In November 1939, a group of some 1,000 Ma'apilim – men, women and children – organized by the Hehalutz movement left Vienna with the permission of the German authorities, which encouraged Jewish emigration from the Reich. The Aliyah Bet planned to bring the group to Sulina port in Romania via the Danube, and from there, they would sail to Eretz Israel.
The Ma'apilim stopped in Bratislava, Slovakia. There, they discovered that there was no boat waiting for them in Romania, and that they also couldn't stay in Bratislava itself. Thanks to the efforts of the leaders of the Jewish community in Yugoslavia, three riverboats were hired, and the Ma'apilim departed from Bratislava, and continued along the Danube. Another 200 or so Jews boarded the boats in Bratislava. The riverboats reached the "Iron Gate", (the narrow channel from the Danube to the sea), but ice on the river halted their progress, and they were brought to anchor near Kladovo, a small village in Yugoslavia. There, the group stayed on the riverboats for some 3 months, during a particularly harsh winter. In April, the ice on the river melted, but there was still no boat waiting for them in Sulina, and the Yugloslav shipping company needed its boats back. The Ma'apilim were ferried to Kladovo village, in the hope that later on they would be able to continue their journey. All attempts to obtain a boat were fruitless. In late May 1940, the Ma'apilim were moved to Šabac, in the northeast, where there was a small Jewish community numbering a few dozen. The destination of Eretz Israel seemed ever more remote. The conditions in Šabac were better than those in Kladovo. The Ma'apilim lived in a large flour mill that was adapted for living purposes, and in the homes of the locals. Efforts to get them out continued. Some 200 children and youth, and a few families with "Certificates" left Šabac in March 1941, and reached Eretz Israel.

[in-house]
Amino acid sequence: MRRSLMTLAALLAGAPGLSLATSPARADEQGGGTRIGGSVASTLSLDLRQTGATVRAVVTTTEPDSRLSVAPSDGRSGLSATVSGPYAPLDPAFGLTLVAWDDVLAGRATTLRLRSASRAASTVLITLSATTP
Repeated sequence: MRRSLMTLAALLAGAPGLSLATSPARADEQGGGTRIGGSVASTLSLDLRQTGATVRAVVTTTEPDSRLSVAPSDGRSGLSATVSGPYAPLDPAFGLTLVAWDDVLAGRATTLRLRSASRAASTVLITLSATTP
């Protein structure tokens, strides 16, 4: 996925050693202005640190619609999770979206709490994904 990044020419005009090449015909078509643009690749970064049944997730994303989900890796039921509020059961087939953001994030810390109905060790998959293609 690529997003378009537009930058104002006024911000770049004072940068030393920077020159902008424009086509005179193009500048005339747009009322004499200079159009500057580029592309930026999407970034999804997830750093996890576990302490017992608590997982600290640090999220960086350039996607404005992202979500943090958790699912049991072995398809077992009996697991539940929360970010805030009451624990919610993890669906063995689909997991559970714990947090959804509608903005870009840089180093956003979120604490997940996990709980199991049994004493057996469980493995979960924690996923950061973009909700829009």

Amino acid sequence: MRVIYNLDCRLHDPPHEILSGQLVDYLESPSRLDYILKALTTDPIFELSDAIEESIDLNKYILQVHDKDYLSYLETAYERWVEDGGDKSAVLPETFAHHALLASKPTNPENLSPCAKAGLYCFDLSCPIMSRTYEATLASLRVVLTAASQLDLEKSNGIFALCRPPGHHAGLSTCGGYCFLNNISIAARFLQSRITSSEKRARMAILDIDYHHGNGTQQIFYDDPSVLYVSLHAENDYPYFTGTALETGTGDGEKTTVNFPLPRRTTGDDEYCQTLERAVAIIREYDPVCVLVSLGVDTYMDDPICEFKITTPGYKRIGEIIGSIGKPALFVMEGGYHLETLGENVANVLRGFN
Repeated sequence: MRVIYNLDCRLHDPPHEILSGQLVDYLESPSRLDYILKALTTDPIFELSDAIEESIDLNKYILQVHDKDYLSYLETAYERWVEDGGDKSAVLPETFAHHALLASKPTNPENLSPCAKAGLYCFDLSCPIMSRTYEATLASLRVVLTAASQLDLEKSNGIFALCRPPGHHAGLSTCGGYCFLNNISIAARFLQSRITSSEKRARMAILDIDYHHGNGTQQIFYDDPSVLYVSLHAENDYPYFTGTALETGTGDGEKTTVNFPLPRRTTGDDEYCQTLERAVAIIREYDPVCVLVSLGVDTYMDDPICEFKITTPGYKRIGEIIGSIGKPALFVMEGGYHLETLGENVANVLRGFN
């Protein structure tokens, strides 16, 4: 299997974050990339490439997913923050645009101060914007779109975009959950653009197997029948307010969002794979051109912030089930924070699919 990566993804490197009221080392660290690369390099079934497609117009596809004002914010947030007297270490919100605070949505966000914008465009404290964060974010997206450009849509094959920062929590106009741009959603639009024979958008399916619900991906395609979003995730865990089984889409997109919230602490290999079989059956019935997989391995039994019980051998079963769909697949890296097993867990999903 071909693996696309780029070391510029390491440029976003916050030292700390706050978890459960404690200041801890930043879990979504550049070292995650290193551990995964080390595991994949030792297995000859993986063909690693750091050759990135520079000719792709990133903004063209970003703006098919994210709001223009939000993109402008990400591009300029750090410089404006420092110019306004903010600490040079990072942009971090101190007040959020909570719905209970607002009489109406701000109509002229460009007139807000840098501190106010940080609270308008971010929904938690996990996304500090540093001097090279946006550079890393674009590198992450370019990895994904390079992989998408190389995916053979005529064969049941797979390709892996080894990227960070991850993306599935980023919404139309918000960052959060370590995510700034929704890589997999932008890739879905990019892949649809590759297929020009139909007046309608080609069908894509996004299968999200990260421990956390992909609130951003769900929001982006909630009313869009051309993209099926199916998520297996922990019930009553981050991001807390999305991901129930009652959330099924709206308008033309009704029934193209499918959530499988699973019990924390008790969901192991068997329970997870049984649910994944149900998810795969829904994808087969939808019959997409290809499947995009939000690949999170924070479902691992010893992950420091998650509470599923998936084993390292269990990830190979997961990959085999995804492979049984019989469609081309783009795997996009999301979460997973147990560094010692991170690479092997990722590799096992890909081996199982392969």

In April 1941, the Germans invaded Yugoslavia. A popular uprising led by communists erupted in Serbia in July 1941, quashed brutally by the Germans. Understanding that the policy indicated by Berlin was the liquidation of the Jews, the local German regime used the pretext that the Jews were communists who had incited the uprising, and murdered the Jewish men who were incarcerated in concentration camps. The women and children were gathered in the Sajmište camp near Belgrade. This policy was also extended to the Ma'apilim in Šabac. They were transferred to a concentration camp near Šabac, and in October 1941, the men were taken from the camp, shot and thrown into pits near the village of Zasavica. Amongst the murdered were the men from the group of Ma'apilim, the Jewish men from Šabac, a group of Roma and some Serbs.
In January 1942, the remaining members of the Ma'apilim group (the women and children) were moved from Šabac to the Sajmište concentration camp. In March 1942, a gas van was sent from Berlin, and by early May, all the women and children imprisoned in Sajmište had been murdered by gas. Among those murdered at Zasavica and Sajmište were Osias and Jetti Knesbach.
In 1939, Fanny married Maurice Stang. After the war, she redid sections of her studies at the University of Glasgow in Scotland, and was authorized to practice medicine, serving as doctor for many years in England. In 1988, her book "Fräulein Doctor" was published in English, and in 1979, her book "A New Beginning ", telling the story of her life and her struggle as a female doctor, was published in English. Fanny passed away in 2008 in London.
Yehuda Knesbach married Yaffa Tkhorek in Jerusalem. Yaffa had come to Eretz Israel with her family from Poland in the 1920s. Yehuda changed his family name to Ben Yehoshua.
In 1996, Fanny Knesbach-Stang submitted Pages of Testimony to Yad Vashem in memory of her parents, Jetti and Osias Knesbach. In 2019, Herzl Ben Yehoshua, Yehuda's son and Jetti and Yehoshua's grandson, donated documents, photographs and the last letter that his father received from his parents in Šabac, to Yad Vashem as part of the national project "Gathering the Fragments". The letter is displayed in this exhibition.